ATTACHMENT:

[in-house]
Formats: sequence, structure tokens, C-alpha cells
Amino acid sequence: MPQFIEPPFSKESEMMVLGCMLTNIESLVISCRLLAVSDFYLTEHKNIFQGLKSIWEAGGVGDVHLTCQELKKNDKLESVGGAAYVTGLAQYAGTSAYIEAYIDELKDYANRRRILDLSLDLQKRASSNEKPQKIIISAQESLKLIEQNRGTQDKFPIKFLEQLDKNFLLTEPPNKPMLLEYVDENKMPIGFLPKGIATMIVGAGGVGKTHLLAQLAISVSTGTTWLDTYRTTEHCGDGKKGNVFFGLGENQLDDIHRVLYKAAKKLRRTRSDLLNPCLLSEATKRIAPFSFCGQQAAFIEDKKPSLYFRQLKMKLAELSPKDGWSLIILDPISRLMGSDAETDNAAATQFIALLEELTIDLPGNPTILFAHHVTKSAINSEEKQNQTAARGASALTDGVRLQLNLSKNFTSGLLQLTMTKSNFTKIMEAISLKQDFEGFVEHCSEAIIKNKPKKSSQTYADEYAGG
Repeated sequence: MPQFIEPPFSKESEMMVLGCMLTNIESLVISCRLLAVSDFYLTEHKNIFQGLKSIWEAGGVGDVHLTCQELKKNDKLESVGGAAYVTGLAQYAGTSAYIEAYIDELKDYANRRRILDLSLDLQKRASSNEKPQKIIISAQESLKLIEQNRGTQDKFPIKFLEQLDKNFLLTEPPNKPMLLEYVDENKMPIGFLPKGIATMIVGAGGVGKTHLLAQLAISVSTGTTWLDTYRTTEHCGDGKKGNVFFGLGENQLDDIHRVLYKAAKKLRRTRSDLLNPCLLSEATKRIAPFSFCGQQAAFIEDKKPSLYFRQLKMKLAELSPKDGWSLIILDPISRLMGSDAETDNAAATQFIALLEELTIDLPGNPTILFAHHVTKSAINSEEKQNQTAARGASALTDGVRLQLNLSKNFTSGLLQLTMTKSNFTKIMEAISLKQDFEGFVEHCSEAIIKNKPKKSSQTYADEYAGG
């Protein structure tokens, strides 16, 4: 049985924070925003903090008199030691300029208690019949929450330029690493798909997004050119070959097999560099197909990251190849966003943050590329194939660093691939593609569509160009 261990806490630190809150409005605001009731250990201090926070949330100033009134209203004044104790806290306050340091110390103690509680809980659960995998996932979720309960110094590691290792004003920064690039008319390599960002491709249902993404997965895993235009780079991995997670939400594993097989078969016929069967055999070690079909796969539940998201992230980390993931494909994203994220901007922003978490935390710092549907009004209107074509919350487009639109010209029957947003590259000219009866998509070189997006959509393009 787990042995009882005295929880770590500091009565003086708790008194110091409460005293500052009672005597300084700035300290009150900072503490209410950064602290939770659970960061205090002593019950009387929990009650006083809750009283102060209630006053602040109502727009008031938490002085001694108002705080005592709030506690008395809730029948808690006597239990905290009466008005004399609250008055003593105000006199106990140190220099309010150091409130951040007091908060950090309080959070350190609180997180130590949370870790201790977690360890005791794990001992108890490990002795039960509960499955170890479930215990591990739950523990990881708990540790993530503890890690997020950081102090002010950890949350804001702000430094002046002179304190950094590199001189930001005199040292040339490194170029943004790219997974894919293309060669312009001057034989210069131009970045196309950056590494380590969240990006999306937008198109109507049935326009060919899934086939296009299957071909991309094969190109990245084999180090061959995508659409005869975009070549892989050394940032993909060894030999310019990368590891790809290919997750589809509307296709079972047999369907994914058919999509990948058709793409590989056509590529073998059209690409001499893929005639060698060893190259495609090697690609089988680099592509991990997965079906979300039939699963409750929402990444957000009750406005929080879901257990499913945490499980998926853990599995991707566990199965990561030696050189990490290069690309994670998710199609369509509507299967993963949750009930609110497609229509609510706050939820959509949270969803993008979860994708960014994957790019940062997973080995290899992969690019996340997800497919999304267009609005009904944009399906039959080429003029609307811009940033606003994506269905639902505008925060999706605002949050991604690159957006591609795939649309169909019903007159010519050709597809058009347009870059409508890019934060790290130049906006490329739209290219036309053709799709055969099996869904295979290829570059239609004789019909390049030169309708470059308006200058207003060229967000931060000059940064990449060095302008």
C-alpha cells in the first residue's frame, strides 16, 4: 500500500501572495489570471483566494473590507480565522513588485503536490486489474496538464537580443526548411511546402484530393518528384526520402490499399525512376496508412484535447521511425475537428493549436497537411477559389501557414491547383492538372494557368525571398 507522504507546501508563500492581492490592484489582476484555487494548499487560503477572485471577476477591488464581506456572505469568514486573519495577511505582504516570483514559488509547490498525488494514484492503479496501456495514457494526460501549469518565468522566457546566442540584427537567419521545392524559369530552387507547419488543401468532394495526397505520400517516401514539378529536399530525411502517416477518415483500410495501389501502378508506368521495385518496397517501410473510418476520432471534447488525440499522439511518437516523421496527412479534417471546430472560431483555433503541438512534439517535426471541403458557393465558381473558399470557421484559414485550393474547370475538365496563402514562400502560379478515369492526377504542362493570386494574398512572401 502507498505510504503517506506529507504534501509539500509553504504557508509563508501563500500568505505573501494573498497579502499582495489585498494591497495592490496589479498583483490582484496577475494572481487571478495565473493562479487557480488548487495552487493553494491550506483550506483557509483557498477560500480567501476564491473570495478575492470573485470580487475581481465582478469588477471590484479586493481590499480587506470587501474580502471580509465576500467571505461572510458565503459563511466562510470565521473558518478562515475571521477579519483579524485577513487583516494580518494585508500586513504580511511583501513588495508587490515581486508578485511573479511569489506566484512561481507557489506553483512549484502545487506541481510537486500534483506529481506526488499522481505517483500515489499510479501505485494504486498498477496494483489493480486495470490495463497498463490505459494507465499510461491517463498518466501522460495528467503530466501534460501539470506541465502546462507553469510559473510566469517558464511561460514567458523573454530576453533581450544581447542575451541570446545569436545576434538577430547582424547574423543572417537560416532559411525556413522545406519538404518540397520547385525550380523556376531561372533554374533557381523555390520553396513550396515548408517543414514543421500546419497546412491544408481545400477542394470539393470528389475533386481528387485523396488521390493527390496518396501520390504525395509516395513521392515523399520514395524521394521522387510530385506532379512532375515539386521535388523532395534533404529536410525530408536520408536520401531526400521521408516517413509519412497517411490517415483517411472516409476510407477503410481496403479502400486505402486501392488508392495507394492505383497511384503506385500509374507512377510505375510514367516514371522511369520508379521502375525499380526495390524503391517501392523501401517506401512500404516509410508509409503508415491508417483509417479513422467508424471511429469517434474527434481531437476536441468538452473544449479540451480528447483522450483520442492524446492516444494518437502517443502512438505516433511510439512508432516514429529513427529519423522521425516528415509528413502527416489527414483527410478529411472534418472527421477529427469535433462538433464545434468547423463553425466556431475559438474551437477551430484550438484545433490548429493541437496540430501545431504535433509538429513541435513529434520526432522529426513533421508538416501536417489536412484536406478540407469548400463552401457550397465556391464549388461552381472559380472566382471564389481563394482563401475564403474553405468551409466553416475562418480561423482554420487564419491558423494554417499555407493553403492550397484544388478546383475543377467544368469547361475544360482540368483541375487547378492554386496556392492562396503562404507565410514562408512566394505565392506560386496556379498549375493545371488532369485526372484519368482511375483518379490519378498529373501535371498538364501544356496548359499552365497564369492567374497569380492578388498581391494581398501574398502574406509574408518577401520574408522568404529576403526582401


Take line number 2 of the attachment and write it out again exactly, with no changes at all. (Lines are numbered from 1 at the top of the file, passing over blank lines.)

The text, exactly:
Formats: sequence, structure tokens, C-alpha cells